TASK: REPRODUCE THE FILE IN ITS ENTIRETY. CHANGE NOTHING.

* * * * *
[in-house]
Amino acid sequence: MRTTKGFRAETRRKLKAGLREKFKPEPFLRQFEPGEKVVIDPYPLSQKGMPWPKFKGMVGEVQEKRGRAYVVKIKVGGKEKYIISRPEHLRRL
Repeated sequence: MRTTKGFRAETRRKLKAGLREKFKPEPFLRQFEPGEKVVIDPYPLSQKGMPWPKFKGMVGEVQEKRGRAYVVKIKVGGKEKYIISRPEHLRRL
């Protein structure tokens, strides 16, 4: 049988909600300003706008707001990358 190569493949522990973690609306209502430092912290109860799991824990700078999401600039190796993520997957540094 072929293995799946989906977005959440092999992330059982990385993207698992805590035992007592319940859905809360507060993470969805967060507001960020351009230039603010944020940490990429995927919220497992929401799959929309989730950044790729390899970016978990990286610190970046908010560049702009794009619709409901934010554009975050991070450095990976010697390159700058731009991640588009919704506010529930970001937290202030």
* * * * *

[in-house]
Amino acid sequence: MRTTKGFRAETRRKLKAGLREKFKPEPFLRQFEPGEKVVIDPYPLSQKGMPWPKFKGMVGEVQEKRGRAYVVKIKVGGKEKYIISRPEHLRRL
Repeated sequence: MRTTKGFRAETRRKLKAGLREKFKPEPFLRQFEPGEKVVIDPYPLSQKGMPWPKFKGMVGEVQEKRGRAYVVKIKVGGKEKYIISRPEHLRRL
């Protein structure tokens, strides 16, 4: 049988909600300003706008707001990358 190569493949522990973690609306209502430092912290109860799991824990700078999401600039190796993520997957540094 072929293995799946989906977005959440092999992330059982990385993207698992805590035992007592319940859905809360507060993470969805967060507001960020351009230039603010944020940490990429995927919220497992929401799959929309989730950044790729390899970016978990990286610190970046908010560049702009794009619709409901934010554009975050991070450095990976010697390159700058731009991640588009919704506010529930970001937290202030």